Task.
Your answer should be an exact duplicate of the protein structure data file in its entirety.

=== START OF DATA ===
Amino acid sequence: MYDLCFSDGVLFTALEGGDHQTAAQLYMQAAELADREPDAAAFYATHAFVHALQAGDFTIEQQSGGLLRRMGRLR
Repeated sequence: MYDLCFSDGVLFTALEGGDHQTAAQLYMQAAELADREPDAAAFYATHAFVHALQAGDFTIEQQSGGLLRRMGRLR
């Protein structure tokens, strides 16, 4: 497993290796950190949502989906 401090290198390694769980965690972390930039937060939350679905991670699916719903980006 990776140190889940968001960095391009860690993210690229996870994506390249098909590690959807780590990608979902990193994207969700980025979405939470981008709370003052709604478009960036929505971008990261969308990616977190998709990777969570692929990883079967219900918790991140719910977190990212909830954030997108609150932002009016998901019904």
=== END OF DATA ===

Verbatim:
Amino acid sequence: MYDLCFSDGVLFTALEGGDHQTAAQLYMQAAELADREPDAAAFYATHAFVHALQAGDFTIEQQSGGLLRRMGRLR
Repeated sequence: MYDLCFSDGVLFTALEGGDHQTAAQLYMQAAELADREPDAAAFYATHAFVHALQAGDFTIEQQSGGLLRRMGRLR
């Protein structure tokens, strides 16, 4: 497993290796950190949502989906 401090290198390694769980965690972390930039937060939350679905991670699916719903980006 990776140190889940968001960095391009860690993210690229996870994506390249098909590690959807780590990608979902990193994207969700980025979405939470981008709370003052709604478009960036929505971008990261969308990616977190998709990777969570692929990883079967219900918790991140719910977190990212909830954030997108609150932002009016998901019904």